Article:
-- Erick De Wolf, Department of Plant Pathology, Kansas State University

For more details, go to the FHB Risk assessment tool at http://www.wheatscab.psu.edu

For the latest news and updates from the U.S. Wheat & Barley Scab Initiative, go to https://www.scabusa.org

FHB Update from IL, 05/14/20

Submitted by Mid West - Mid… on 14, May 2020

Wheat in the southern part of Illinois is currently flowering to past flowering. Wheat in the central part of the state is approaching heading in many fields. With warmer temperatures forecast I expect many fields in the central part of the state to flower next week. Rains are forecast during this time as well, which may elevate risk for FHB in wheat flowering during this period. Replicated research indicates all suggested fungicides for suppressing FHB are most efficacious in suppressing vomitoxin when applied between FGS 10.5.1 through 5 days after 10.5.1. FGS 10.5.1 is defined as the point where 50% of the main tillers have started to flower in a field. Symptoms of FHB are typically most pronounced 18-24 days after flowering.

Suggested fungicide products for suppressing FHB and vomitoxin include Prosaro, Caramba, Miravis Ace, and Proline (if following with vegetables). Ensure that all label directions are being followed to ensure proper application and to ensure optimal performance. Do not apply fungicides that contain a strobilurin (FRAC group 11) as these have been associated with enhanced DON in replicated research trials. Continue to monitor your fields and the FHB prediction center as you approach the most critical times for applying in season fungicides for FHB.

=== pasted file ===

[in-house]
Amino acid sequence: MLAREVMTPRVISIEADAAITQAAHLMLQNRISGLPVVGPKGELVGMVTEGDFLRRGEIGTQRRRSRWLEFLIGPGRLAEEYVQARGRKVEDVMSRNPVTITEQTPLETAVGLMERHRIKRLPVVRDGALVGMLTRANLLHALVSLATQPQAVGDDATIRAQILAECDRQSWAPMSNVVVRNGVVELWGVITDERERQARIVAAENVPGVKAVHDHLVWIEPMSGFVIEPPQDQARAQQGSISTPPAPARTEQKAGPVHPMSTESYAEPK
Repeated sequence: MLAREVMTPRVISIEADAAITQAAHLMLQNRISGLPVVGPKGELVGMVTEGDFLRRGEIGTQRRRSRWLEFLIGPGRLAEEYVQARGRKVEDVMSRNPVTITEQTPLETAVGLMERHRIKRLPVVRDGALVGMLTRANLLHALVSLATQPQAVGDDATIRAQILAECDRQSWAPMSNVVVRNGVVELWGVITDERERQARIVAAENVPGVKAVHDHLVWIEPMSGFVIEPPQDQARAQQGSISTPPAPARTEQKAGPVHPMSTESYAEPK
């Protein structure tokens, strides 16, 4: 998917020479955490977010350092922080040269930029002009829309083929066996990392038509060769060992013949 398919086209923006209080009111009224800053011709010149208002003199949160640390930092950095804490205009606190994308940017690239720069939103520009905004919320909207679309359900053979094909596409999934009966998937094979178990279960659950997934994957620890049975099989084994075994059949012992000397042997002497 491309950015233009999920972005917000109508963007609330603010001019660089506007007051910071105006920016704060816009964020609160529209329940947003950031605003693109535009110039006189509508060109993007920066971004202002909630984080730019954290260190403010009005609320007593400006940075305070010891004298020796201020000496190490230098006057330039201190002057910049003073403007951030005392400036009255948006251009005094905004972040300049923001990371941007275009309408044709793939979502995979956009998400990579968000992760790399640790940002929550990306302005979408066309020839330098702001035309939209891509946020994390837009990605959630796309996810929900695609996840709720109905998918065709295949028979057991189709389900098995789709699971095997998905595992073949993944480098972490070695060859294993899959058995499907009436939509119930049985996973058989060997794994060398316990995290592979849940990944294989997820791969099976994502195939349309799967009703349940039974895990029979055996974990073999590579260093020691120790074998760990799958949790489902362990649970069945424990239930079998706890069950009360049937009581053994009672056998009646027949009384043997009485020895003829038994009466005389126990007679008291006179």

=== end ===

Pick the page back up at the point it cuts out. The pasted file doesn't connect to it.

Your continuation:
-- Nathan Kleczewski Ph.D., University of Illinois, Research Assistant Professor and Extension Specialist

For more details, go to the FHB Risk assessment tool at http://www.wheatscab.psu.edu

For the latest news and updates from the U.S. Wheat & Barley Scab Initiative, go to https://www.scabusa.org

FHB Update from KS, 05/07/20

Submitted by Central Great … on 7, May 2020

heat in Southeast and South Central Kansas is now at the heading and flowering stages of growth. These growth stages are most vulnerable to Fusarium head blight (head scab). The risk model currently indicates a moderate level of risk for parts of Southeast Kansas, and growers in these areas should be preparing to apply fungicides when conditions allow. The best available options include Prosaro, Caramba and Miravis Ace. Products containing Strobilurin active ingredients are not labeled for Fusarium and these products should be avoided in areas at moderate or high risk of head blight.

--Erick De Wolf, Department of Plant Pathology, Kansas State University

For more details, go to the FHB Risk assessment tool at http://www.wheatscab.psu.edu

For the latest news and updates from the U.S. Wheat & Barley Scab Initiative, go to https://www.scabusa.org